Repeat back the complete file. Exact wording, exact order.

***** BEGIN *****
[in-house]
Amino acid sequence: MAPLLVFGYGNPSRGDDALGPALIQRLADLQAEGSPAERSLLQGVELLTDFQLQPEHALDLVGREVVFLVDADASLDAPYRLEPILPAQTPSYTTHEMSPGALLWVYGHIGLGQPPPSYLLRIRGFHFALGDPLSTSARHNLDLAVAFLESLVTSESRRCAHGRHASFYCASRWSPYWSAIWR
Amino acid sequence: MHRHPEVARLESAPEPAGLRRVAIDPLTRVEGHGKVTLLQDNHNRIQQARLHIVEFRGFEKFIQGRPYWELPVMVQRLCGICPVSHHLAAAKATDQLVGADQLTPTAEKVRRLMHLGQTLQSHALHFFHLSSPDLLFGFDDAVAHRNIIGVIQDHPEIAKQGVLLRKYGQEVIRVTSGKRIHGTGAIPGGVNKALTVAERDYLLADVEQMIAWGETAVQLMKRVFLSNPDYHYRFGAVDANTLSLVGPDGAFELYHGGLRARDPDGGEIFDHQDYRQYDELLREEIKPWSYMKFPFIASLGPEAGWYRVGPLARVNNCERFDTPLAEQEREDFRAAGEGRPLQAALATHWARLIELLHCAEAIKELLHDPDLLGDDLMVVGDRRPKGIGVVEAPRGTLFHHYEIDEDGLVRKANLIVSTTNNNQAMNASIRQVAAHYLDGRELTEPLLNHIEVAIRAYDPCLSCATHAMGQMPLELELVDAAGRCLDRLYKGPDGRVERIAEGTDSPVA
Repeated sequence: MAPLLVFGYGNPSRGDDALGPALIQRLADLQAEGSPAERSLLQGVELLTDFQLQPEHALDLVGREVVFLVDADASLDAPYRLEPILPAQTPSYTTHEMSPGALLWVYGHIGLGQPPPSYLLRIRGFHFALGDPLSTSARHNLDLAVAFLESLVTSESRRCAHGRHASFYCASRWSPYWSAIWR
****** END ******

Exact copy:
[in-house]
Amino acid sequence: MAPLLVFGYGNPSRGDDALGPALIQRLADLQAEGSPAERSLLQGVELLTDFQLQPEHALDLVGREVVFLVDADASLDAPYRLEPILPAQTPSYTTHEMSPGALLWVYGHIGLGQPPPSYLLRIRGFHFALGDPLSTSARHNLDLAVAFLESLVTSESRRCAHGRHASFYCASRWSPYWSAIWR
Amino acid sequence: MHRHPEVARLESAPEPAGLRRVAIDPLTRVEGHGKVTLLQDNHNRIQQARLHIVEFRGFEKFIQGRPYWELPVMVQRLCGICPVSHHLAAAKATDQLVGADQLTPTAEKVRRLMHLGQTLQSHALHFFHLSSPDLLFGFDDAVAHRNIIGVIQDHPEIAKQGVLLRKYGQEVIRVTSGKRIHGTGAIPGGVNKALTVAERDYLLADVEQMIAWGETAVQLMKRVFLSNPDYHYRFGAVDANTLSLVGPDGAFELYHGGLRARDPDGGEIFDHQDYRQYDELLREEIKPWSYMKFPFIASLGPEAGWYRVGPLARVNNCERFDTPLAEQEREDFRAAGEGRPLQAALATHWARLIELLHCAEAIKELLHDPDLLGDDLMVVGDRRPKGIGVVEAPRGTLFHHYEIDEDGLVRKANLIVSTTNNNQAMNASIRQVAAHYLDGRELTEPLLNHIEVAIRAYDPCLSCATHAMGQMPLELELVDAAGRCLDRLYKGPDGRVERIAEGTDSPVA
Repeated sequence: MAPLLVFGYGNPSRGDDALGPALIQRLADLQAEGSPAERSLLQGVELLTDFQLQPEHALDLVGREVVFLVDADASLDAPYRLEPILPAQTPSYTTHEMSPGALLWVYGHIGLGQPPPSYLLRIRGFHFALGDPLSTSARHNLDLAVAFLESLVTSESRRCAHGRHASFYCASRWSPYWSAIWR